If you are in an at-risk group, you should be offered an oral glucose tolerance test (OGTT), which will tell you if you have GD.

This is usually done when you're between 24 and 28 weeks pregnant. You'll usually have it done at your maternity day unit as an outpatient.

Here's what's involved:

  • First you’ll have a blood test after fasting for around 14 hours.
  • Then you’ll have to drink a concentrated glucose drink.
  • After about two hours, your blood will be tested again to see how your body is dealing with the glucose.

If you do have GD, you'll be given a blood sugar monitor, and asked to monitor your blood sugar regularly. You'll be given advice on how to manage your diet, to minimise the health risks to yourself and your baby.

The good news is that in most cases, gestational diabetes can be controlled by diet and exercise. If not, you'll be offered medicine to stabilise your blood sugar, either tablets or injections.

Gestational diabetes usually goes away after the baby is born. You may be at a higher risk of developing diabetes again in a subsequent pregnancy, or type 2 diabetes in later life. But your doctor will work with you to help you minimise the risks.

What to do this week: tackle your pregnancy niggles

Pregnancy hormones, extra blood coursing through your veins, plus a growing baby that’s squishing your insides equals a growing list of annoying health niggles.

Here’s our lowdown on some of the most common symptoms pregnant women experience – plus how to sort them …

Sweating ... a lot!

Some mums are plagued by sweating (especially in the hot summer months) thanks to the thyroid gland becoming more active. It’s not usually dangerous, but try to keep cool with a fan in your room, keeping a face spritz in your handbag, drinking plenty of water and running your wrists under the cold tap.

Leaky boobs

Around now lots of mums-to-be find their breasts leaking colostrum (the first nutrient-rich milk). Worse, they tend to leak if you hear a baby crying or you get all emotional. It’s worth getting yourself a supply of breast pads if you haven’t already – and wearing dark tops!


Pregnancy constipation is the plague of many a mum-to-be and is caused by pregnancy hormones slowing down your digestive process. Drink plenty of water, and step up your intake of fibrous fruit and veg, and wholemeal carbs.

Carpal tunnel

This is characterised by tingling and/or pain in the hand and wrist caused by pressure on a major nerve in the hand – usually due to swelling from water retention. Try holding your hand up in a ‘high five’ and stretch your fingers as hard as possible for a few seconds, then relax them. Repeat 10 times. Then ball your hand into a tight first, then relax. Repeat 10 times.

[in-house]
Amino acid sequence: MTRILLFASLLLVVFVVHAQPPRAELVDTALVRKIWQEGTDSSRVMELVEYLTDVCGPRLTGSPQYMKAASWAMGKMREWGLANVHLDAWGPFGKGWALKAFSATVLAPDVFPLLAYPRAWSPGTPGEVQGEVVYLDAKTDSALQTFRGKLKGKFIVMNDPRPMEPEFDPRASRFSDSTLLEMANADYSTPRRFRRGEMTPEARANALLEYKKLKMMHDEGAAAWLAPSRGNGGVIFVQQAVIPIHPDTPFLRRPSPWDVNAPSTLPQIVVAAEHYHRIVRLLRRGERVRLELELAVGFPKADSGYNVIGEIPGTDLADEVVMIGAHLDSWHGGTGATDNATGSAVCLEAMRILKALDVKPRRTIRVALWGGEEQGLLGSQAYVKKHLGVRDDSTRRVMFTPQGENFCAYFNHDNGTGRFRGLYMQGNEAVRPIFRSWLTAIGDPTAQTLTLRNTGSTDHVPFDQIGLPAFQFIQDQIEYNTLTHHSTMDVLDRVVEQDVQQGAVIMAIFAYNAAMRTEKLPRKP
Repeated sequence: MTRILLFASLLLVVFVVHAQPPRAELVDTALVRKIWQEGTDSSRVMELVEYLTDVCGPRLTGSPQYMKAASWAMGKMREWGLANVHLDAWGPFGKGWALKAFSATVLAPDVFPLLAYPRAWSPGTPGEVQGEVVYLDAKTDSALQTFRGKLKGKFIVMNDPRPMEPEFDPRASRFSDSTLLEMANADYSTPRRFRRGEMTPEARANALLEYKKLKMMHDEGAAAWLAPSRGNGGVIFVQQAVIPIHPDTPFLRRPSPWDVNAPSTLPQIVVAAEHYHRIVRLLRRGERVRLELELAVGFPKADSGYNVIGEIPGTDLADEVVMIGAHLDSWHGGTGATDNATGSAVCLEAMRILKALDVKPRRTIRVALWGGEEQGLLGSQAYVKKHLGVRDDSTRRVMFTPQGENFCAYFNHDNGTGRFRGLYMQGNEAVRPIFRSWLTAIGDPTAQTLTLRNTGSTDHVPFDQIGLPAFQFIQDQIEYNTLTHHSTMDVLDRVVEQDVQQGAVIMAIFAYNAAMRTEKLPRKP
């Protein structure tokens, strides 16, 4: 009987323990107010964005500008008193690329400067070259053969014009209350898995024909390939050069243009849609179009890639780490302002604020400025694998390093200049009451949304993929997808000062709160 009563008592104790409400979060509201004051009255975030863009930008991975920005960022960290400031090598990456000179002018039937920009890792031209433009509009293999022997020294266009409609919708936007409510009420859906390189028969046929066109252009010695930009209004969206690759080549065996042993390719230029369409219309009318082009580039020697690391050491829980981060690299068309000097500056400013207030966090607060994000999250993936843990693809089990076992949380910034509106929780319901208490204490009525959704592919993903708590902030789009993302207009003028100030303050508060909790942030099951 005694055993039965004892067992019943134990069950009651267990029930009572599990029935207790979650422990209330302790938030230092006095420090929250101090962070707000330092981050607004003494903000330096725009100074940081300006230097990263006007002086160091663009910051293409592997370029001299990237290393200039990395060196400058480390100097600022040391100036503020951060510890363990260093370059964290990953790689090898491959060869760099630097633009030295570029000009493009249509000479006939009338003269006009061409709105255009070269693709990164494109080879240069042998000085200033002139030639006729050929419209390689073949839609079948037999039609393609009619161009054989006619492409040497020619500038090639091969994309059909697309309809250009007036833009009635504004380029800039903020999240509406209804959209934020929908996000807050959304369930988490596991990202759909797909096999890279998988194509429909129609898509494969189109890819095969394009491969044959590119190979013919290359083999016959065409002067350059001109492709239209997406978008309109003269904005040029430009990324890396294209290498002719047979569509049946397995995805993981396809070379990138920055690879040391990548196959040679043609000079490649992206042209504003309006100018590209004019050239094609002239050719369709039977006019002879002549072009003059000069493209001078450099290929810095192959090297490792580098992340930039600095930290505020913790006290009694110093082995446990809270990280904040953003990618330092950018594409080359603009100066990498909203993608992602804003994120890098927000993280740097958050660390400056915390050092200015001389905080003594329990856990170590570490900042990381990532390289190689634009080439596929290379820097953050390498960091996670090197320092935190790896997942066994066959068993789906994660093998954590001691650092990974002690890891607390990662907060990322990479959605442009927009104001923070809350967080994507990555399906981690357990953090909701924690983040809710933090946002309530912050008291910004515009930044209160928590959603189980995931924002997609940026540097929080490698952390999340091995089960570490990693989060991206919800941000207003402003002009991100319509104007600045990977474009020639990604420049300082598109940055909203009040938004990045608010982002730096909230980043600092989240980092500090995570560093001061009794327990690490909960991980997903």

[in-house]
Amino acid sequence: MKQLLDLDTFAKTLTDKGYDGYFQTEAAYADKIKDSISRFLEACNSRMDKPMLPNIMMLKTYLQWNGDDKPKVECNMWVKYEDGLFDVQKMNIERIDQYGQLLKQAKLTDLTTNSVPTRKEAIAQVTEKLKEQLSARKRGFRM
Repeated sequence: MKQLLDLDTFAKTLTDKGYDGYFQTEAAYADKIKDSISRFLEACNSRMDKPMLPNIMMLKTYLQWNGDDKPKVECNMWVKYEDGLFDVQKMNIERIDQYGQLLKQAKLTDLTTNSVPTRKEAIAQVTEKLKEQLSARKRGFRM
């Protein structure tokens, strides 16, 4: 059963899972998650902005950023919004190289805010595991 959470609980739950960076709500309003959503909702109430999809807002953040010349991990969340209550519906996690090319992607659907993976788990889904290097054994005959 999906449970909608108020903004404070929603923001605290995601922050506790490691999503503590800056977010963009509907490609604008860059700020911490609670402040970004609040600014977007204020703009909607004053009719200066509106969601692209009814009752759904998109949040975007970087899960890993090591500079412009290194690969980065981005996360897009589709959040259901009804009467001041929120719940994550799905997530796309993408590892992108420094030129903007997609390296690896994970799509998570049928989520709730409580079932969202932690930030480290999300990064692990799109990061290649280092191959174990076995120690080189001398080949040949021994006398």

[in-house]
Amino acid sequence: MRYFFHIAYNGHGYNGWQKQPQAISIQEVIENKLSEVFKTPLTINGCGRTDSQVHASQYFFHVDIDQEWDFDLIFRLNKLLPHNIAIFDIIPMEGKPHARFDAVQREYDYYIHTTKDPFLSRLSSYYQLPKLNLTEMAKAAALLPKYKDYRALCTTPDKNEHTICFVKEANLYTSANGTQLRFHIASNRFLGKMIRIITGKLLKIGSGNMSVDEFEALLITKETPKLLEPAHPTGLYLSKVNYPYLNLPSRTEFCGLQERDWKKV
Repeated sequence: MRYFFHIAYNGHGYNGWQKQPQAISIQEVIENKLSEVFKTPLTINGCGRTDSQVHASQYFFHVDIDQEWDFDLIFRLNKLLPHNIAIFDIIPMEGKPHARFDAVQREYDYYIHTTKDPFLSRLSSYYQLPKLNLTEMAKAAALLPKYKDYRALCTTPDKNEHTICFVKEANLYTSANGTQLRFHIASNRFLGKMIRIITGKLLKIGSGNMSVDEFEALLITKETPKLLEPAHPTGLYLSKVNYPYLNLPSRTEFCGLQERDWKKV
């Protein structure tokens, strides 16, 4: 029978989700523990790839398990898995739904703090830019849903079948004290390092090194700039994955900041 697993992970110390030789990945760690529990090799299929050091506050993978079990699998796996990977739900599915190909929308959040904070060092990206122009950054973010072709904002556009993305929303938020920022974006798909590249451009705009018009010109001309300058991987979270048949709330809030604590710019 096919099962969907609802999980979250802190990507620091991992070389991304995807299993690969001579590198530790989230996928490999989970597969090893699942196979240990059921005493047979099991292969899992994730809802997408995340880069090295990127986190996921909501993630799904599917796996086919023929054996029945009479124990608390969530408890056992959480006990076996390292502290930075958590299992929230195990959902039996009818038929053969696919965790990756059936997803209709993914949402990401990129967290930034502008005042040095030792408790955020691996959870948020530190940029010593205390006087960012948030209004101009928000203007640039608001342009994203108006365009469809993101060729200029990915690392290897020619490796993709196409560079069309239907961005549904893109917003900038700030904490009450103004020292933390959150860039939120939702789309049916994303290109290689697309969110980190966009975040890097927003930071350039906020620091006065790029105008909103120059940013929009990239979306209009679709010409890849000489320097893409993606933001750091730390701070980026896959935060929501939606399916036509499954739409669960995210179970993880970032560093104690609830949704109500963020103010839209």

Piles (haemorrhoids) are basically varicose veins in your bottom. Straining to go to the loo can put pressure on the veins, and you may notice itchy bumps around your anus and bright, red blood on the loo roll.

Piles can be treated easily with haemorrhoid creams to numb the pain and itching, so ask your midwife or GP.

In fact, if there's any kind of niggling pain or any other symptom that concerns you, it's always best to bring it up with your midwife. You don't have to wait until your next appointment, either.

Your midwife should have given you a number to call if you have any concerns. You may feel awkward about using it, but remember that's exactly what your midwife is there for! Many common pregnancy symptoms and side-effects have simple remedies that can help you feel better.

Your 24 week to-do list:

1 Book a (free) dentist appointment if you have any dental-related niggles.

2 Slather your bump with a nourishing, unfragranced moisturiser to keep the skin supple and non-itchy.

3 Still not sure on a name for your baby? Find inspiration here.

4 Check when and where next week's 25-week antenatal appointment is and take your birth plan along to discuss. Don't forget your antenatal notes, too! (If you've had a baby before, your next appointment may not be till 28 weeks, though.)

5 If you're an employee and haven't told your boss yet, now is the time to do so. You must tell tell your employer about your pregnancy at least 15 weeks before the beginning of the week the baby is due – in other words, around now.

What to watch this week...

Get expert tips on what to expect at 24 weeks pregnant from our midwife.

What happens next week...

Want to know what happens when you're 25 weeks pregnant? Or do you need to remind yourself what you read last week? Just click on the numbers above to find out more about what to expect when you're that number of weeks pregnant.